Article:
When I put video producer on my list of careers, I was thinking more about corporate videos, working in-house, as a freelance video producer or as part of a production company. I’ve also been focusing on video when talking about my exploration of being a content creator, which could include a lot of elements of the narrative filmmaking process, depending on the style of videos I’m going for.

Pre-production

We looked at pre-production, mostly from a narrative film point of view. There’s everything from securing your talent and crew to preparing your equipment.

A few things that really stood out to me:

First, it’s important to start with scheduling. With a narrative film, you’ll want to break down your script by scene locations, actors needed in each scene, props required, etc. Then, you can schedule your shoot accordingly – e.g. grouping your scenes that take place in a certain location and shooting those back-to-back.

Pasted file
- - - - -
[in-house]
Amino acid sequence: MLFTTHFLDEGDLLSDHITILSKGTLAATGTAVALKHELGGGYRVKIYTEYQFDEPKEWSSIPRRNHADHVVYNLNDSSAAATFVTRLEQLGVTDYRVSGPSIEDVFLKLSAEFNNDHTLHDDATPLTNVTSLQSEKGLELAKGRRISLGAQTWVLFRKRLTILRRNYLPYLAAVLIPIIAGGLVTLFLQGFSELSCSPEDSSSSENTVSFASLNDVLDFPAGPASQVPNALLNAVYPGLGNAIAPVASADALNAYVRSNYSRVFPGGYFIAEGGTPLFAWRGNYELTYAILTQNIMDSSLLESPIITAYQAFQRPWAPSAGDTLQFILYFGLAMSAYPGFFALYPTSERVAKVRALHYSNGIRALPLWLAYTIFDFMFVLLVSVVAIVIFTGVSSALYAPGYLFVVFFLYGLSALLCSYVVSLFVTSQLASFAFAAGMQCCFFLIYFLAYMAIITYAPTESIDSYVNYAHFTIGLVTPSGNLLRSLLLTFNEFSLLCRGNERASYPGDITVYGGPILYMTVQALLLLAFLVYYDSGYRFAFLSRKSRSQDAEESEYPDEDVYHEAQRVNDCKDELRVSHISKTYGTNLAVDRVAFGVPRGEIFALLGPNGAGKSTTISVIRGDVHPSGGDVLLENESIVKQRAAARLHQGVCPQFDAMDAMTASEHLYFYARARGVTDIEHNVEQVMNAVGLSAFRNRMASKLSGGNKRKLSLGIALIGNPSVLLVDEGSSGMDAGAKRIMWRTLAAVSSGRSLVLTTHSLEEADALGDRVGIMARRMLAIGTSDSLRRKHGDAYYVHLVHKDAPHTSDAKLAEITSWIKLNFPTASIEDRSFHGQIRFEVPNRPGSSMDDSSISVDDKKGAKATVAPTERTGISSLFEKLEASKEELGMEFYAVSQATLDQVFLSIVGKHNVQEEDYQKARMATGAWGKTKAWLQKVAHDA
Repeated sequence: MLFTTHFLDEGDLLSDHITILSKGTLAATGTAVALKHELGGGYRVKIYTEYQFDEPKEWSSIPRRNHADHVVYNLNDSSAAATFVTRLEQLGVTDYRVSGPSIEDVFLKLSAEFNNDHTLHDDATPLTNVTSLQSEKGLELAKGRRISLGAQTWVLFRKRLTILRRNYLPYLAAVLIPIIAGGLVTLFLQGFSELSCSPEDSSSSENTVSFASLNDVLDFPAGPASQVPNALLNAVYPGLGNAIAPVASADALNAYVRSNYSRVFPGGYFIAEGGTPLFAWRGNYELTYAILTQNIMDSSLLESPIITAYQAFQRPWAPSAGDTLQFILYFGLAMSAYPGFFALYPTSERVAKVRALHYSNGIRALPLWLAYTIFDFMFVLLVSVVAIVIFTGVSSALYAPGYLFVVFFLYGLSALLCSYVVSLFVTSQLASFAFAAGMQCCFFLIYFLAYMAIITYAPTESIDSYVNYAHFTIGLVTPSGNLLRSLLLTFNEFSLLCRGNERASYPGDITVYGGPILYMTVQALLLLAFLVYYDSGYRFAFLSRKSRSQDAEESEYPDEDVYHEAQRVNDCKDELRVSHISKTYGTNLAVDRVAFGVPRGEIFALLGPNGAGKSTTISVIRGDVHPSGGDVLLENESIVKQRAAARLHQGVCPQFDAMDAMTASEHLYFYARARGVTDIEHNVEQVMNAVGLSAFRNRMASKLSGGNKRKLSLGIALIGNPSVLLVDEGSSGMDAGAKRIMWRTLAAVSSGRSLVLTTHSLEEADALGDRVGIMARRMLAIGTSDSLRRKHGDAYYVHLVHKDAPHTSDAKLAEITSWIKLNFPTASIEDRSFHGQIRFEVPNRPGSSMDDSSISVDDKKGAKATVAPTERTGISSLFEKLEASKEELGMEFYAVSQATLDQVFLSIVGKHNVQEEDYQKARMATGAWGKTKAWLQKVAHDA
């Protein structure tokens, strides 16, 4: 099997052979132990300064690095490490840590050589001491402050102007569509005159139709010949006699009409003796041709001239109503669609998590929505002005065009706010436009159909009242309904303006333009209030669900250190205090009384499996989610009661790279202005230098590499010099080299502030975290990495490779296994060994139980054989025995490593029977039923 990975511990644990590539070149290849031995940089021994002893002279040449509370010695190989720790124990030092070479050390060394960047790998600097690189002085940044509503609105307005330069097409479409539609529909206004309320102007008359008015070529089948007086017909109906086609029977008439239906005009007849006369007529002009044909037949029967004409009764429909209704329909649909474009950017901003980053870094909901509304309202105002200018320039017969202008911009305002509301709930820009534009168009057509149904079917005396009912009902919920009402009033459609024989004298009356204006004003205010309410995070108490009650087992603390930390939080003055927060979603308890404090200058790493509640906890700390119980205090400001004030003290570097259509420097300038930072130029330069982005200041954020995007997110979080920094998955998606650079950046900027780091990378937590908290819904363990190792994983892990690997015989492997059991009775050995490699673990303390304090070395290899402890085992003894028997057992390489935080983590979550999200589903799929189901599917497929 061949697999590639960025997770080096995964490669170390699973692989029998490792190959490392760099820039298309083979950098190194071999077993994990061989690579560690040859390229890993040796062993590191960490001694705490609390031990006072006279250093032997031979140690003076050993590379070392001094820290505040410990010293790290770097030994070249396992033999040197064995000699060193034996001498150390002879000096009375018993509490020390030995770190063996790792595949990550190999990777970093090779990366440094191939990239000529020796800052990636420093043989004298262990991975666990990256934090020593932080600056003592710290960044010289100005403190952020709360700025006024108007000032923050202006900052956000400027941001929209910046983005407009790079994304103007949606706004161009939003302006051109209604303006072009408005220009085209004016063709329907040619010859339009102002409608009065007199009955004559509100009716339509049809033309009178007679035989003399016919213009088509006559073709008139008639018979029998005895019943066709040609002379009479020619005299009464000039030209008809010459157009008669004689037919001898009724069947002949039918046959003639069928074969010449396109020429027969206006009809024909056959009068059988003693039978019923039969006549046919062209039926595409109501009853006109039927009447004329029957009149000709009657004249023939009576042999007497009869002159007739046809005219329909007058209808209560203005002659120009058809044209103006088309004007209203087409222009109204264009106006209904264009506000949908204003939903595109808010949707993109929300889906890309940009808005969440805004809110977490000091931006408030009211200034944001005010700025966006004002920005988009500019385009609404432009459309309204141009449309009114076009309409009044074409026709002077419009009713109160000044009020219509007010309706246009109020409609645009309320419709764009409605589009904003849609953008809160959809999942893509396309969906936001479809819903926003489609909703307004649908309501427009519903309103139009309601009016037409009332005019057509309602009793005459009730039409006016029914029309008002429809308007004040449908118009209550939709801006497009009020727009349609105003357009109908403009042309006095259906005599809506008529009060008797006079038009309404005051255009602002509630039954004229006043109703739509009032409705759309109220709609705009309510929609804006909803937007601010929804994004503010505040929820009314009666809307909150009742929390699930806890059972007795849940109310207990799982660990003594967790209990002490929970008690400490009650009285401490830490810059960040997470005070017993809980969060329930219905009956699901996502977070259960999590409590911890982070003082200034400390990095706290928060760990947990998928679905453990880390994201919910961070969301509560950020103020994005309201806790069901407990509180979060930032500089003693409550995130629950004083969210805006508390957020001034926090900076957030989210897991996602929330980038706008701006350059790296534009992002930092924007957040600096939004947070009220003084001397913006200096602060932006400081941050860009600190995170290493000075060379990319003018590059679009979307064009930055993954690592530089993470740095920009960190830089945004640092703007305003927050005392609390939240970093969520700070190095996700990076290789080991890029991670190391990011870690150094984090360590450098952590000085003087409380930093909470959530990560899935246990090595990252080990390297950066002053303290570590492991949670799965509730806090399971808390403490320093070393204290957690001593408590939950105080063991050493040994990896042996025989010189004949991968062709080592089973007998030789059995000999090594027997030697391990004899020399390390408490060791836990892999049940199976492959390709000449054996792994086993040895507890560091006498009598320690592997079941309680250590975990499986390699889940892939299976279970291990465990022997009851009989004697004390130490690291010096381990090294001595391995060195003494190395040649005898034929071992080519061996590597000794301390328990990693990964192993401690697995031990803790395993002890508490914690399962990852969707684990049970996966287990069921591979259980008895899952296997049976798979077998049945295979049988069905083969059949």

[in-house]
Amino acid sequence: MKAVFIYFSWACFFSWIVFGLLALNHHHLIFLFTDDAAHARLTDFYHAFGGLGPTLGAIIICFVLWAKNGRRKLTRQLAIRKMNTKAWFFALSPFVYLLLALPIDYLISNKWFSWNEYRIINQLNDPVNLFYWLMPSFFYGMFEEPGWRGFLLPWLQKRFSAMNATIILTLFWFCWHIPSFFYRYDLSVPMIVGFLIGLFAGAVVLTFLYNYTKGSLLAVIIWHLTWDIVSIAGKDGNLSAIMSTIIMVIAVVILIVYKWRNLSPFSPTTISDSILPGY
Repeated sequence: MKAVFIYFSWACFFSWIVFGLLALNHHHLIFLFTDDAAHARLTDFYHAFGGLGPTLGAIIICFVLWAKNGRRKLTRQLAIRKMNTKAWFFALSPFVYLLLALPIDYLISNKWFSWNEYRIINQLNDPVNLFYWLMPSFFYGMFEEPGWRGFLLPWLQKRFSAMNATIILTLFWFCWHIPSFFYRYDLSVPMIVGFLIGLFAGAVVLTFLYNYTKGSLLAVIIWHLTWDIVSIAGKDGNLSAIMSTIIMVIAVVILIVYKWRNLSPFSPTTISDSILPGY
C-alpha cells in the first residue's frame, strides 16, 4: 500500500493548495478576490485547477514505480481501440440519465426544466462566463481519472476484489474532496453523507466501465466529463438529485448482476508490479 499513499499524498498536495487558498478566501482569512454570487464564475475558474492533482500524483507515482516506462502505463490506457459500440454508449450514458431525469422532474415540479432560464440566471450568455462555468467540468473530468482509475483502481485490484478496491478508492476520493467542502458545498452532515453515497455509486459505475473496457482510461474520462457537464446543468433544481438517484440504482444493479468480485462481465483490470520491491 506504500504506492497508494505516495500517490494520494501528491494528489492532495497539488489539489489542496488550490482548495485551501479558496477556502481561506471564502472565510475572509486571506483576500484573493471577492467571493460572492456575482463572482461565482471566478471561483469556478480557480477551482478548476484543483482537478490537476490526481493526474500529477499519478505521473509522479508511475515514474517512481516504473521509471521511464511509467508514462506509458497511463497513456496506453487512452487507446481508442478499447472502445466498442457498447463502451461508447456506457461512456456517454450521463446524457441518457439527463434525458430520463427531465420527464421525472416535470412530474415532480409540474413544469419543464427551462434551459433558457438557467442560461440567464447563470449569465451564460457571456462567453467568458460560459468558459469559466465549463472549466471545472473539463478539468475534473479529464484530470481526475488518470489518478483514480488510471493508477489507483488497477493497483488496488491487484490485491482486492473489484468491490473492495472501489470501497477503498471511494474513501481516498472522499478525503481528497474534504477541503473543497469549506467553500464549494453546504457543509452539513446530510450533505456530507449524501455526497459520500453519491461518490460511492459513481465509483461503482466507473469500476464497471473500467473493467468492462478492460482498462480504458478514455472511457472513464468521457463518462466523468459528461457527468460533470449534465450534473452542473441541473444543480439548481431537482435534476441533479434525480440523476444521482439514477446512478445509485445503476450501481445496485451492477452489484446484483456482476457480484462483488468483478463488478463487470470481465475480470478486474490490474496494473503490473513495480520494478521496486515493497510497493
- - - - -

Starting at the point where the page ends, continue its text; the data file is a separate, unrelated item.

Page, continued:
From a director’s standpoint, an important step is storyboarding and getting your shot list. Storyboards are a good way of explaining your vision of the film to stakeholders, such as a client or producer. And the shot list is essential in running a smooth shooting schedule and making sure you don’t miss any shots. I found this good example of a storyboard:

film storyboard
Source: https://www.premiumbeat.com/blog/storyboarding-film-tips-next-project/

Production

Here’s where I got a deeper understanding of all the technical aspects of a film shoot.

First, I learned all about lenses and, boy, is there a lot to learn! There are a number of settings on a lens that will affect the image you capture. Starting with the size of the lens, the higher the size, the more close-up you’ll be to the subject of your shot and the more out-of-focus your background will be.